He knew that he had to get hooked up with a multi-car team that had both resources and funding. “Unfortunately when I was driving for Cal Wells in 2006 we didn’t have any of that. We were a single car effort with very limited funds. Manufacturer support was minimal. It was tough to go out and make races and perform.
“In my mind…. Man, I want to be a Cup driver for the long haul. I knew I had to align myself with one of the bigger teams. That’s really why when Jack (Roush) came to me and asked me to drive truck for him it was an opportunity I jumped at. I knew I could go out and win races and do a good job for him. For me to survive for the long haul in Cup racing I needed to align myself with Roush Racing.”
Kvapil paid his dues by racing trucks and then, by a twist of fate, ended up back in Cup driving for the Yates Team, which had become closely connected to the Roush operation.
“I came in one day, “ Kvapil recalls, “to talk to some potential sponsors not really knowing what I was in for. Doug Yates was sitting in the room with Jack Roush and the higher ups at Roush Fenway Racing. They laid out what was happening and it really took me by surprise. I didn’t have any idea what 2008 was going to hold for myself, what path I was going to go down. The timing worked out. Ricky Rudd was retiring so they needed someone to step up. I was the driver Jack Roush and Doug Yates had confidence in. It was really just a good fit.
“I almost really didn’t expect another chance. I drove for two Cup teams before. We did not perform. Thankfully Jack Roush still believed in me and gave me the opportunity to go out and reprove myself.
“ In my mind I feel like this is my last chance,” Kvapil said at the start of the 2008 season. “I don’t think there are any opportunities better than this, driving for a team in the top 35, competitive equipment, and a very established crew chief that has had a lot of success and won races. This is where I need to step up and get it done, really focus on the task at hand.”
Kvapil did that. Midway through the 2008 season he was hovering around the top twenty cars in the points with hopes of breaking into the top fifteen. Then there was a midseason slump. “We weren’t doing anything different,” Kvapil says. “I honestly feel like some of the other teams caught up a little bit. I felt like our program was really strong to start the year off. Then we didn’t test at Nashville, Kentucky, Milwaukee, or any places we could have tested. The other teams did and it gave them the opportunity to catch up. They got their cars figured out. We had the same thing as we did at the get go. It goes back to sponsorship and having money in the budget to do all these things. We weren’t in that situation.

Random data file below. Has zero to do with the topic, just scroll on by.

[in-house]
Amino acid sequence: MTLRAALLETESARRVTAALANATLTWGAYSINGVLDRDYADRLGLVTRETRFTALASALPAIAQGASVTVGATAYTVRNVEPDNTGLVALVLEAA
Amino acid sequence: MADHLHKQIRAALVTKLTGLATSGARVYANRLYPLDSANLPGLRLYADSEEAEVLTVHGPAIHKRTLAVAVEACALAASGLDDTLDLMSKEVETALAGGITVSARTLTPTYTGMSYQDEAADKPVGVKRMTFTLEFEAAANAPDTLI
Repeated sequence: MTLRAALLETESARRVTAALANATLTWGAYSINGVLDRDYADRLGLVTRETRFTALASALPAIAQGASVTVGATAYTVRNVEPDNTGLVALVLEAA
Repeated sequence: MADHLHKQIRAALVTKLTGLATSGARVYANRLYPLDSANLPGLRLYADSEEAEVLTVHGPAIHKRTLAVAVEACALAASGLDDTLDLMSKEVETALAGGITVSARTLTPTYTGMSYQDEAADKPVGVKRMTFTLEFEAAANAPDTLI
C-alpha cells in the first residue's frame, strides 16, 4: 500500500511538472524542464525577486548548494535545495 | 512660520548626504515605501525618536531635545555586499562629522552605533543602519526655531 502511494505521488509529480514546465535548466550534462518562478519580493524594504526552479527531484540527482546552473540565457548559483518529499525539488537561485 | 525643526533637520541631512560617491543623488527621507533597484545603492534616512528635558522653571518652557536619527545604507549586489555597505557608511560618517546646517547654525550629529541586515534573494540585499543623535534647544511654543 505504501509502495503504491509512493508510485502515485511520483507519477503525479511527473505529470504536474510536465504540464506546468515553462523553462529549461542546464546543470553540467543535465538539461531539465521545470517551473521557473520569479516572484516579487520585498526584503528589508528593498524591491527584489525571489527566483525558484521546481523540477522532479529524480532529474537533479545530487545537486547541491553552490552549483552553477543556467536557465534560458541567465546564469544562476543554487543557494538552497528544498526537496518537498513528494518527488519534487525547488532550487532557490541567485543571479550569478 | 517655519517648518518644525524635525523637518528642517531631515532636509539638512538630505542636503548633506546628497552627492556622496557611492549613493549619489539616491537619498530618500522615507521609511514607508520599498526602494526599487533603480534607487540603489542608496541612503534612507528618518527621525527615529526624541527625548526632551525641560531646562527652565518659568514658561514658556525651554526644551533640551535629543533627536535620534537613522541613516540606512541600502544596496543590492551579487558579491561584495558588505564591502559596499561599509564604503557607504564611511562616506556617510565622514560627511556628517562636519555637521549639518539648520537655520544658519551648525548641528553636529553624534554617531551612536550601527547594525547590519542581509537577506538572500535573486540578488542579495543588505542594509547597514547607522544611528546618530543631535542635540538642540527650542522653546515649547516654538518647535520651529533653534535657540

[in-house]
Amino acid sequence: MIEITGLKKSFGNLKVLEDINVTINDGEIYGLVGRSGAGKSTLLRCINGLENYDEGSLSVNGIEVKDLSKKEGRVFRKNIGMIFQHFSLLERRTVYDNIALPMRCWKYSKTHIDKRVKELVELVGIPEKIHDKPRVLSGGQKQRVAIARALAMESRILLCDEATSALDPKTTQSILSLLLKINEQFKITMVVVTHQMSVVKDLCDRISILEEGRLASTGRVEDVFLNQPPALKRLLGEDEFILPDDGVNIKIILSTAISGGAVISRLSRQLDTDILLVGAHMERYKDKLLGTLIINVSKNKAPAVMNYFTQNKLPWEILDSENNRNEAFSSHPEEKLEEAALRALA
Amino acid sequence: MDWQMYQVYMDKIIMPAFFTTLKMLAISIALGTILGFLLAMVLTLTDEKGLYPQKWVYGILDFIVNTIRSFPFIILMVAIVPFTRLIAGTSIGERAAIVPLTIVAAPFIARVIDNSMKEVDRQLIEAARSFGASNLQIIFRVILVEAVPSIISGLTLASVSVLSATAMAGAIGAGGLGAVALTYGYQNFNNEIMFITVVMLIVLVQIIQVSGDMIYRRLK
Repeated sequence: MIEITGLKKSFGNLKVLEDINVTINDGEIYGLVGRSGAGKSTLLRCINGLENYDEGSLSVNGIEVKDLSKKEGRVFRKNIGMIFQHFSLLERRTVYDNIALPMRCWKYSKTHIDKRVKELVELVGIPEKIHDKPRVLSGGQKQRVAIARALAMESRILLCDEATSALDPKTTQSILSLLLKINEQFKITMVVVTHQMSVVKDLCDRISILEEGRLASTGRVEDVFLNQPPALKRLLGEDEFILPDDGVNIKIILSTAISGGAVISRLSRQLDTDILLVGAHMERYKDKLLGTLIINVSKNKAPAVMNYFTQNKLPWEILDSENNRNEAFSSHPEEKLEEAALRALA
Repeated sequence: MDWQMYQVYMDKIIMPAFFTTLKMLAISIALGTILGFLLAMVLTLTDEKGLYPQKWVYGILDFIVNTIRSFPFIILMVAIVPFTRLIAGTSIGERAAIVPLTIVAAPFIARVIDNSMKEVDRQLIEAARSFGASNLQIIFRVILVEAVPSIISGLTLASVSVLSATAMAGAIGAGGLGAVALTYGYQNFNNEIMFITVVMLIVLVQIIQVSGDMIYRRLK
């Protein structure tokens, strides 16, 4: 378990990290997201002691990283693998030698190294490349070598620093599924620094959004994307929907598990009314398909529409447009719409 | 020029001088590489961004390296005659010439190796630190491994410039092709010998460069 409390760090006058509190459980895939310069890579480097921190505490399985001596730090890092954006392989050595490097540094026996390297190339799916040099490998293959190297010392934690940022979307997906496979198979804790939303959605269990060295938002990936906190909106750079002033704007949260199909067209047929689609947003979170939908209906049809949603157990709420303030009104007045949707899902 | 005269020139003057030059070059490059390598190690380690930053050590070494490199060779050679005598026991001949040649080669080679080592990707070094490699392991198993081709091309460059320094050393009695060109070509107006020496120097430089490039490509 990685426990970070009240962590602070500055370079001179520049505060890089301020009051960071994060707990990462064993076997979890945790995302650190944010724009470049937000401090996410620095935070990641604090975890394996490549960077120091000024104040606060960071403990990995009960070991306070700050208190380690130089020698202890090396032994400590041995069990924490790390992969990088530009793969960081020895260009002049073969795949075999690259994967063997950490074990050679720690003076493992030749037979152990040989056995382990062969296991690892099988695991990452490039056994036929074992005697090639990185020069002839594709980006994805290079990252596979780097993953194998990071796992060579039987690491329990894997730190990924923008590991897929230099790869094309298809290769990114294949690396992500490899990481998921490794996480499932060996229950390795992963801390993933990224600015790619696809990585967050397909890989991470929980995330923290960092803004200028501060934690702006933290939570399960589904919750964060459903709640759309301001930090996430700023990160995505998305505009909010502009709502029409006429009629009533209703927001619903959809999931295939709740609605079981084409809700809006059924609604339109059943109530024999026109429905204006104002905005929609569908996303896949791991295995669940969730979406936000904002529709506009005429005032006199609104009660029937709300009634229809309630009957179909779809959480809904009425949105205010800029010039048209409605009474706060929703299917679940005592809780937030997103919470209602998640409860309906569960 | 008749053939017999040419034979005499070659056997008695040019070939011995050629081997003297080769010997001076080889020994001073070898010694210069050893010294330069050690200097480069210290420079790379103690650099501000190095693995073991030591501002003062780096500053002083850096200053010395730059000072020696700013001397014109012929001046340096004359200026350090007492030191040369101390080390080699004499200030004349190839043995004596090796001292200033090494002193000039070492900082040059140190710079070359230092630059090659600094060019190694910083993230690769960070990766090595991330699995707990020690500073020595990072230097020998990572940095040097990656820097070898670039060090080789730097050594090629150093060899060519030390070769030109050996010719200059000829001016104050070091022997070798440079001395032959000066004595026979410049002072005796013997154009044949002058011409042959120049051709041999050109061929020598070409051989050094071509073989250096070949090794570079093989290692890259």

“Overall we did ok. We were twenty-third in the points. We needed to run better. We had some good runs mixed in. Talladega was definitely the high point. We won the pole, ran up front, and led some laps. We finished the season off with a seventh place finish at Homestead. It’s always nice to end the year with a good finish.”
Asked at the start of the 2009 season what lay ahead Kvapil admitted it was really up in the air. He was scheduled to drive five races and hopefully by that time a sponsor would come on board. “At the end of the day,” Kvapil admitted, “it still comes down to sponsorship dollars. It’s discouraging because I feel like we’ve got something to build off of from last year.
“I’m under contract for the whole year with Yates Racing. Once we get to the fifth race we will deal with it, whether some other opportunities arise or we start scattering races. I’m not sure what the plan is. All I can do is go out there and drive the heck out of it and hope for the best.”
The first five races have come and gone in 2009 and Travis Kvapil was not at Martinsville. A full-time sponsor has yet to be found. It’s unfortunate because Travis Kvapil is a confident young man who believes he has a place in Cup racing.



 Kurt Busch by Father Dale Grubba for March 13th, 2009   

 Kurt Busch was winning the 2004 NASCAR Championship while his brother Kyle was busy knocking down walls getting established. Then along came 2008 and Kyle had a break out year with Joe Gibbs Racing winning everything but the Cup championship. Dick Berggren remembers being in victory lane when Kyle Busch won his first race. “I looked under the car and there was a pool of oil,” Dick recalls. “It told me two things. Kyle was good and he was also lucky.”
Asked about being the face of NASCAR Kyle responded, “It’s about putting butts in the stands. It’s not just me bringing people to the races it’s everybody. I’m fortunate to be one of those guys at the present moment.”
Told that his fellow drivers are starting to say positive things about him Kyle retorted, “I don’t worry about what people say. It’s nice, but maybe they are just trying to get in my head!”
One of Kyle’s important goals is filling the record books with his name. When he is victorious he kills two birds with one stone. First, he wins. Second, he puts his name in the record book.
Kyle admits a shot at driving an F1 car fascinates him. First there is the travel, going to Monaco, Spain, and all over the world. He wishes Schumacher was still around. “It would be fun to pair up against drivers of that caliber and see how well you could do.”